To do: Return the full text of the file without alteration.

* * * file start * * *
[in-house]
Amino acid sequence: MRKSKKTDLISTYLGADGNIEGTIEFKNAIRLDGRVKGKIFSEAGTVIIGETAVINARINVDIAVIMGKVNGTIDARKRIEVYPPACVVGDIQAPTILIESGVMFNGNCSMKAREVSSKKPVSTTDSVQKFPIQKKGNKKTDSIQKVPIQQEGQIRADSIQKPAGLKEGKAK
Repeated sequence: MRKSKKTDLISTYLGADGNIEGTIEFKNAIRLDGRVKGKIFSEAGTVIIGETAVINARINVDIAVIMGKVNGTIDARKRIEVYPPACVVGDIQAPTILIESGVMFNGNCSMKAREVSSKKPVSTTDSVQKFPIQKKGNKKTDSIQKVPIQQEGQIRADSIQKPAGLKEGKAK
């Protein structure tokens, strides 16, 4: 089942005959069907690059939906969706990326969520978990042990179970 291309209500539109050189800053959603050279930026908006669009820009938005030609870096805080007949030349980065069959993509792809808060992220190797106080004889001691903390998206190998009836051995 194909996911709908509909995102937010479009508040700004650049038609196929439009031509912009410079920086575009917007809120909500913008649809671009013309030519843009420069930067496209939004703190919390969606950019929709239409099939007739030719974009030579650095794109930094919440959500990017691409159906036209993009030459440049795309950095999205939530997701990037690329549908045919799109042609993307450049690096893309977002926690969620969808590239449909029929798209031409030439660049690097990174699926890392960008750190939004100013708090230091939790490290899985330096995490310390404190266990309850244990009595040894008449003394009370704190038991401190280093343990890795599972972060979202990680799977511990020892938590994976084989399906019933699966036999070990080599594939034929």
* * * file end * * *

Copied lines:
[in-house]
Amino acid sequence: MRKSKKTDLISTYLGADGNIEGTIEFKNAIRLDGRVKGKIFSEAGTVIIGETAVINARINVDIAVIMGKVNGTIDARKRIEVYPPACVVGDIQAPTILIESGVMFNGNCSMKAREVSSKKPVSTTDSVQKFPIQKKGNKKTDSIQKVPIQQEGQIRADSIQKPAGLKEGKAK
Repeated sequence: MRKSKKTDLISTYLGADGNIEGTIEFKNAIRLDGRVKGKIFSEAGTVIIGETAVINARINVDIAVIMGKVNGTIDARKRIEVYPPACVVGDIQAPTILIESGVMFNGNCSMKAREVSSKKPVSTTDSVQKFPIQKKGNKKTDSIQKVPIQQEGQIRADSIQKPAGLKEGKAK
């Protein structure tokens, strides 16, 4: 089942005959069907690059939906969706990326969520978990042990179970 291309209500539109050189800053959603050279930026908006669009820009938005030609870096805080007949030349980065069959993509792809808060992220190797106080004889001691903390998206190998009836051995 194909996911709908509909995102937010479009508040700004650049038609196929439009031509912009410079920086575009917007809120909500913008649809671009013309030519843009420069930067496209939004703190919390969606950019929709239409099939007739030719974009030579650095794109930094919440959500990017691409159906036209993009030459440049795309950095999205939530997701990037690329549908045919799109042609993307450049690096893309977002926690969620969808590239449909029929798209031409030439660049690097990174699926890392960008750190939004100013708090230091939790490290899985330096995490310390404190266990309850244990009595040894008449003394009370704190038991401190280093343990890795599972972060979202990680799977511990020892938590994976084989399906019933699966036999070990080599594939034929």